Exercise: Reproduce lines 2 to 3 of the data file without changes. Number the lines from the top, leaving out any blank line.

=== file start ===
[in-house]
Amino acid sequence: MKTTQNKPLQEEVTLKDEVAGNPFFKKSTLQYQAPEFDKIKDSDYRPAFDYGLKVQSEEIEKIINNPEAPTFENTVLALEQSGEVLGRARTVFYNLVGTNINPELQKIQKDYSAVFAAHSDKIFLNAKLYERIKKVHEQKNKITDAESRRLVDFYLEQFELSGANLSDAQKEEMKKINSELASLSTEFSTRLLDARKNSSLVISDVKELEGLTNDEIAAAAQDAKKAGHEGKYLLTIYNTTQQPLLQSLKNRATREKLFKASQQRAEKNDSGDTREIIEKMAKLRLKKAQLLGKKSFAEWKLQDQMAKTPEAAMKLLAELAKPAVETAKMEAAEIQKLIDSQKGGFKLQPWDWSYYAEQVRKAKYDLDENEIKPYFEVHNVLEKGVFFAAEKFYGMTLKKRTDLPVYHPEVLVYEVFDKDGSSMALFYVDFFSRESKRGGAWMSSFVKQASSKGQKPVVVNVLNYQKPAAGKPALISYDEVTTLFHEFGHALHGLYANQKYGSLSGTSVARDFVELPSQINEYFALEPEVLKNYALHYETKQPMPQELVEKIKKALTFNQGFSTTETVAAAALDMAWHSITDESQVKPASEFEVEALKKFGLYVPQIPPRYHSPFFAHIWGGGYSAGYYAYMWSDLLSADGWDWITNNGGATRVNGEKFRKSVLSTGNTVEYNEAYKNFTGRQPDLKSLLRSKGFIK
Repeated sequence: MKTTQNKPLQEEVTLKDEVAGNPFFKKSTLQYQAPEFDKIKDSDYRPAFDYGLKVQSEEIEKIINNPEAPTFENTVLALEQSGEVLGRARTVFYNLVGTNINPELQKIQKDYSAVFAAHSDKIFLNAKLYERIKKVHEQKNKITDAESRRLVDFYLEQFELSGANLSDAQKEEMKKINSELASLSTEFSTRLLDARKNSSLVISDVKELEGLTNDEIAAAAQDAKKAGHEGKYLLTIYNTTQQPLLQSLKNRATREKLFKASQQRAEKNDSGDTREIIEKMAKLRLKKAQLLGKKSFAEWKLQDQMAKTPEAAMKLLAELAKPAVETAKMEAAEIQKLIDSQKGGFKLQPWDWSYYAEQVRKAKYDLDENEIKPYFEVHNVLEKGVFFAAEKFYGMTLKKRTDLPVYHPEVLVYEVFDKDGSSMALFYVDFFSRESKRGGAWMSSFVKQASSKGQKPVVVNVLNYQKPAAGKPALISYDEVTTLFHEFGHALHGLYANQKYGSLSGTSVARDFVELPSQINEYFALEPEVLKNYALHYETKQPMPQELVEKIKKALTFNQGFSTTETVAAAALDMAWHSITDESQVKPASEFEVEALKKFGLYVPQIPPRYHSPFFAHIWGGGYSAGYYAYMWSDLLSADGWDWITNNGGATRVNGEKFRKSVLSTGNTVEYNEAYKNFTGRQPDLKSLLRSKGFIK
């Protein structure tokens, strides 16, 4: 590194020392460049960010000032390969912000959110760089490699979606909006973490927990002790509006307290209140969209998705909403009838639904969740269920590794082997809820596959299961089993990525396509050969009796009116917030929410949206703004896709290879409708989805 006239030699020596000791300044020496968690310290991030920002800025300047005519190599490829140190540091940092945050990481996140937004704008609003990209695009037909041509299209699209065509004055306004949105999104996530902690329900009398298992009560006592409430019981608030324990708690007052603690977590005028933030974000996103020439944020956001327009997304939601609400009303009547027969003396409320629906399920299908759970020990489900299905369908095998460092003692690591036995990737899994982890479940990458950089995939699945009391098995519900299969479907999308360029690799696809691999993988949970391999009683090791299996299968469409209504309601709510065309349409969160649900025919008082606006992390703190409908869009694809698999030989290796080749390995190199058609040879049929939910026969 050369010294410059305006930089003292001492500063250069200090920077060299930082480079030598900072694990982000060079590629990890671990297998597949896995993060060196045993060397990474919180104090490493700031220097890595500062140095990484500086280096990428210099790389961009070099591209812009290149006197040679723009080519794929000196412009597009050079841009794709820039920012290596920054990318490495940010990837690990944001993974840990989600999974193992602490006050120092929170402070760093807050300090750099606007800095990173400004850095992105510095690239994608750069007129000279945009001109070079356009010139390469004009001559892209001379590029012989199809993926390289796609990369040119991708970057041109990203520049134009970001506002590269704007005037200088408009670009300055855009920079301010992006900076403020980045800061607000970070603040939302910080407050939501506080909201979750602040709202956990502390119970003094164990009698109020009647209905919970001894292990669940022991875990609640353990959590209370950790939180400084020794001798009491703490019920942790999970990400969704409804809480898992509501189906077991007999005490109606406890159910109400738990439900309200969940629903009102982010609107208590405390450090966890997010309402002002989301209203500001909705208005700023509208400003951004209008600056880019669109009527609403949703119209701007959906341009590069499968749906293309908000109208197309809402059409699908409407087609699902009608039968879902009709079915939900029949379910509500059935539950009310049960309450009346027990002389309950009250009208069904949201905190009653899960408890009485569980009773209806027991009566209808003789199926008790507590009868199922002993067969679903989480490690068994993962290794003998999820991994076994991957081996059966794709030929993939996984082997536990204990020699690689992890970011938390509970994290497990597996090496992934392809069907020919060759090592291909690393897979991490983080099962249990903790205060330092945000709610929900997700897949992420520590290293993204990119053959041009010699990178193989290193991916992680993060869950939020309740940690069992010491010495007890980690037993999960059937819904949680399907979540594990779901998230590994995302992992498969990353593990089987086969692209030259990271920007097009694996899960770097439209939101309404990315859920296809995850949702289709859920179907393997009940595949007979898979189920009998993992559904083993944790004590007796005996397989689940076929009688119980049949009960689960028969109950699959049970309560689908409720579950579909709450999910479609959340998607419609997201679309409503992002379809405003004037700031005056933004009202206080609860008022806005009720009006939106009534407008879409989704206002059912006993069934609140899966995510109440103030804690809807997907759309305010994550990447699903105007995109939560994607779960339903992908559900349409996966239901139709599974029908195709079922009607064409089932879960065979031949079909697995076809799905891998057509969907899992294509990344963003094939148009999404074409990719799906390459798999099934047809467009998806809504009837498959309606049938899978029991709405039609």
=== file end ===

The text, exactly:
Amino acid sequence: MKTTQNKPLQEEVTLKDEVAGNPFFKKSTLQYQAPEFDKIKDSDYRPAFDYGLKVQSEEIEKIINNPEAPTFENTVLALEQSGEVLGRARTVFYNLVGTNINPELQKIQKDYSAVFAAHSDKIFLNAKLYERIKKVHEQKNKITDAESRRLVDFYLEQFELSGANLSDAQKEEMKKINSELASLSTEFSTRLLDARKNSSLVISDVKELEGLTNDEIAAAAQDAKKAGHEGKYLLTIYNTTQQPLLQSLKNRATREKLFKASQQRAEKNDSGDTREIIEKMAKLRLKKAQLLGKKSFAEWKLQDQMAKTPEAAMKLLAELAKPAVETAKMEAAEIQKLIDSQKGGFKLQPWDWSYYAEQVRKAKYDLDENEIKPYFEVHNVLEKGVFFAAEKFYGMTLKKRTDLPVYHPEVLVYEVFDKDGSSMALFYVDFFSRESKRGGAWMSSFVKQASSKGQKPVVVNVLNYQKPAAGKPALISYDEVTTLFHEFGHALHGLYANQKYGSLSGTSVARDFVELPSQINEYFALEPEVLKNYALHYETKQPMPQELVEKIKKALTFNQGFSTTETVAAAALDMAWHSITDESQVKPASEFEVEALKKFGLYVPQIPPRYHSPFFAHIWGGGYSAGYYAYMWSDLLSADGWDWITNNGGATRVNGEKFRKSVLSTGNTVEYNEAYKNFTGRQPDLKSLLRSKGFIK
Repeated sequence: MKTTQNKPLQEEVTLKDEVAGNPFFKKSTLQYQAPEFDKIKDSDYRPAFDYGLKVQSEEIEKIINNPEAPTFENTVLALEQSGEVLGRARTVFYNLVGTNINPELQKIQKDYSAVFAAHSDKIFLNAKLYERIKKVHEQKNKITDAESRRLVDFYLEQFELSGANLSDAQKEEMKKINSELASLSTEFSTRLLDARKNSSLVISDVKELEGLTNDEIAAAAQDAKKAGHEGKYLLTIYNTTQQPLLQSLKNRATREKLFKASQQRAEKNDSGDTREIIEKMAKLRLKKAQLLGKKSFAEWKLQDQMAKTPEAAMKLLAELAKPAVETAKMEAAEIQKLIDSQKGGFKLQPWDWSYYAEQVRKAKYDLDENEIKPYFEVHNVLEKGVFFAAEKFYGMTLKKRTDLPVYHPEVLVYEVFDKDGSSMALFYVDFFSRESKRGGAWMSSFVKQASSKGQKPVVVNVLNYQKPAAGKPALISYDEVTTLFHEFGHALHGLYANQKYGSLSGTSVARDFVELPSQINEYFALEPEVLKNYALHYETKQPMPQELVEKIKKALTFNQGFSTTETVAAAALDMAWHSITDESQVKPASEFEVEALKKFGLYVPQIPPRYHSPFFAHIWGGGYSAGYYAYMWSDLLSADGWDWITNNGGATRVNGEKFRKSVLSTGNTVEYNEAYKNFTGRQPDLKSLLRSKGFIK